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To: cotton1706

Countdown to the usual post from the person that still has no idea how this works in 3...2...


4 posted on 02/28/2017 4:16:43 PM PST by VanDeKoik
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To: VanDeKoik
I'll get my usual boilerplate posted early in the thread.

***

The amendatory process under Article V consists of three steps: Proposal, Disposal, and Ratification.

Proposal:

There are two ways to propose an amendment to the Constitution.

Article V gives Congress and an Amendments Convention exactly the same power to propose amendments, no more and no less.

Disposal:

Once Congress, or an Amendments Convention, proposes amendments, Congress must decide whether the states will ratify by the:

The State Ratifying Convention Method has only been used twice: once to ratify the Constitution, and once to ratify the 21st Amendment repealing Prohibition.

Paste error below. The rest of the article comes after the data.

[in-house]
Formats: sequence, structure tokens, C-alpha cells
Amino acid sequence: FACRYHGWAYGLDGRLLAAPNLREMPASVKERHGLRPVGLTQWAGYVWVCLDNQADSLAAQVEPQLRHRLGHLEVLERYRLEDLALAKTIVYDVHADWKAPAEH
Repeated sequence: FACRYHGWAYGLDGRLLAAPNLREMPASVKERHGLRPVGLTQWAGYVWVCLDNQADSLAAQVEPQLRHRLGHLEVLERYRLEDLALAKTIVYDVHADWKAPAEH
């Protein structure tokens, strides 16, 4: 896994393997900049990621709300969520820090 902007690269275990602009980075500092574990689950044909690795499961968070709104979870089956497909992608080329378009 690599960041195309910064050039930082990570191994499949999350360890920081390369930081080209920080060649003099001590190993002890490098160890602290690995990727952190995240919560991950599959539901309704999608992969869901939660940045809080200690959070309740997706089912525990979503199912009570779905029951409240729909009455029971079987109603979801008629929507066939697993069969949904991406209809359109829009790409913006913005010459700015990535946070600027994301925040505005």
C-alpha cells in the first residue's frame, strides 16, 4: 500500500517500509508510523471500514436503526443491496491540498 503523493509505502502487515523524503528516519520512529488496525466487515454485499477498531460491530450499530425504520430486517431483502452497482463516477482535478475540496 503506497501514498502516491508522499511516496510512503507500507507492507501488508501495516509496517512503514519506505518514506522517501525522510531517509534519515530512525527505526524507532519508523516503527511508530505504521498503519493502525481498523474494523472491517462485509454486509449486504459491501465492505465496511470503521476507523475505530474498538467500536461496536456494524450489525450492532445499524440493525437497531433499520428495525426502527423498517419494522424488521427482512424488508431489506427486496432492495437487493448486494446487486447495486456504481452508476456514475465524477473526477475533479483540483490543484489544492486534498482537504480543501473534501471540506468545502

Ratification:

Depending upon which ratification method is chosen by Congress, either the state legislatures vote up-or-down on the proposed amendment, or the voters elect a state ratifying convention to vote up-or-down. If three-quarters of the states vote to ratify, the amendment becomes part of the Constitution.

Forbidden Subjects:

Article V contains two explicitly forbidden subjects and one implicitly forbidden subject.

Explicitly forbidden:

Implicitly forbidden:

Reference works:

Frequently Asked Questions About a Convention of the States

Proposing Constitutional Amendments by a Convention of the States: A Handbook for State Lawmakers

State Initiation of Constitutional Amendments: A Guide for Lawyers and Legislative Drafters

5 posted on 02/28/2017 4:18:44 PM PST by Publius ("Who is John Galt?" by Billthedrill and Publius available at Amazon.)
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